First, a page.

The Bowery gallery opens the new season with a beautiful show of Hearne Pardee’s recent work. The dates for the exhibit are September 6 – October 1 . The opening reception is September 8, 5-8 PM.
Hearne Pardee works in oils, acrylics and collage from landscape motifs that emphasize the interpenetration of public and private realms—nature as a location of personal reverie juxtaposed to elements of human construction and technology. His work is increasingly focused on suburban and institutional architecture, the sort of environments in which we pass much of our everyday lives.
Pardee talks about his process:
” My work from landscape has come to focus less on the “view” and more on contact with the visual field, moving in closer rather than fixing myself at an external point. At first I tried to do this by using multiple images of the same place, like composing different shots in a film; I began using collage to make connections in color between these separate frames……
“Corner”, acrylic collage on paper, 19″ x 25″, 2015
Other works emphasize the complexity within a single frame. I sometimes bring in photographs or paintings from places far away, or images of the collections of insects I made as a child; these associations are simply to objects or experiences I value and which inform my interest in the everyday places I record.
“Black Abstraction”, acrylic collage on paper, 19″ x 24″, 2015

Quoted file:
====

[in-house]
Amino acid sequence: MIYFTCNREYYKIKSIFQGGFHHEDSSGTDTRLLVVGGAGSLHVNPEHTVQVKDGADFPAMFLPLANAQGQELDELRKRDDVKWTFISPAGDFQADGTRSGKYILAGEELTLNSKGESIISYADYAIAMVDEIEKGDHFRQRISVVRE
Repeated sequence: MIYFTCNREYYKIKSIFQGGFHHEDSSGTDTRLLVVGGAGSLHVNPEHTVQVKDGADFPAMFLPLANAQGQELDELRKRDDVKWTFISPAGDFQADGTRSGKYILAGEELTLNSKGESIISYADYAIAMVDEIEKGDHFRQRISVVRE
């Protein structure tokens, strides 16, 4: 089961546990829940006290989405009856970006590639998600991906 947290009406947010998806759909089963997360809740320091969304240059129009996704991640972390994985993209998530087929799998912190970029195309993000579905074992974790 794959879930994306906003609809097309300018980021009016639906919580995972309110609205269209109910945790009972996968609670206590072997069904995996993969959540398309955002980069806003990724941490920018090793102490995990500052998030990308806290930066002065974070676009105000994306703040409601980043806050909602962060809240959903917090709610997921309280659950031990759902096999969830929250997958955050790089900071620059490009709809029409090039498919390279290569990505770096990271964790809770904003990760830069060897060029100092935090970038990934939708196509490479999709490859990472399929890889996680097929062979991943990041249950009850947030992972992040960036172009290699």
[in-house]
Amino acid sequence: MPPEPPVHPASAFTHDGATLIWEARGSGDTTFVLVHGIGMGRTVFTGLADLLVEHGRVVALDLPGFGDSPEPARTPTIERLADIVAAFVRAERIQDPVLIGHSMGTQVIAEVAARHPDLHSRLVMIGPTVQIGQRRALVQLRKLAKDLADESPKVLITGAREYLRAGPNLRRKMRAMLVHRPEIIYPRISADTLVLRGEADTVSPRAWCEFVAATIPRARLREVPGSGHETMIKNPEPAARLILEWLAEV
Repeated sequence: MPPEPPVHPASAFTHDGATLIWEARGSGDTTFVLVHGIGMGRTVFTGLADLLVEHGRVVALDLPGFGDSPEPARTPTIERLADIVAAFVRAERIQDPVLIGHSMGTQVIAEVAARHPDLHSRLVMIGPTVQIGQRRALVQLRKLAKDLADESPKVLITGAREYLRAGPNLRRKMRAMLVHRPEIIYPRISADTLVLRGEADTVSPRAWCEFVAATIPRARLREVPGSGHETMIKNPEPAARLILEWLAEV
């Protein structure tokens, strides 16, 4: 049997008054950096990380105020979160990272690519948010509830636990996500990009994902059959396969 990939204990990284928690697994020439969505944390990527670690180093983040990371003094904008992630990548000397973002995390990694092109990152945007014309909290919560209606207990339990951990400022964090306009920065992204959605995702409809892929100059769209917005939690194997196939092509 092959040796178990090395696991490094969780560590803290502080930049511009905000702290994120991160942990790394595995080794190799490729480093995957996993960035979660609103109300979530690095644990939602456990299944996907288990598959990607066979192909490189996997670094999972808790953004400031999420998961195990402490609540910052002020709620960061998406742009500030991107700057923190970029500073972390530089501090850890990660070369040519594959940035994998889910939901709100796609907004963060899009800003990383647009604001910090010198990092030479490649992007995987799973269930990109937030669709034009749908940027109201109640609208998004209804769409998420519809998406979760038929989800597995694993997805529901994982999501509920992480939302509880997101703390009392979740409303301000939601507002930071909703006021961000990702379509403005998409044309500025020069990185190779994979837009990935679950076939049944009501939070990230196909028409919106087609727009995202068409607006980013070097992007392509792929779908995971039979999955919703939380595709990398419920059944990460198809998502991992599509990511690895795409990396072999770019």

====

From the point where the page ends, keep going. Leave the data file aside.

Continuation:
I’ve begun to rethink the meaning of the small rectangle of color that I’ve used in all these works; it started with reference to the color patches of Cézanne, as a return to a primary element of perception, a basic building block. Lately it’s taken on more of Matisse’s return to myths of origin. I’ve been looking at both his and Cézanne’s paintings of bathers and pastoral scenes, as figures emerge from the basic color patches in my work.
This interest in construction, and in a bodily relationship to the image, have encouraged me to work in sculpture, with figures inspired by Matisse and with still-lifes inspired by the close observation of Cézanne.
In oil paintings, I’ve tried to expand the improvisatory approach I take with collage, sometimes taking the patches of collage as a point of departure. The emphasis is on the all-over field as it unfolds in our perceptions. I’ve worked from a park and playground in my neighborhood, since it’s a place that people engage with physically, where children form memories. I’m interested in places that involve me psychologically as well as perceptually.
Visit Hearne Pardee’s Website to see more: arts.ucdavis.edu/faculty-profile/hearne-pardee
530 West 25th street, 4th floor,
Gallery hours: Tues-Sat 11-6pm. For more information, call 646-230-6655
To contact artist e-mail: firstname.lastname@example.org
* all comments are by artist, Hearne Pardee. Presented by DIANE DRESCHER.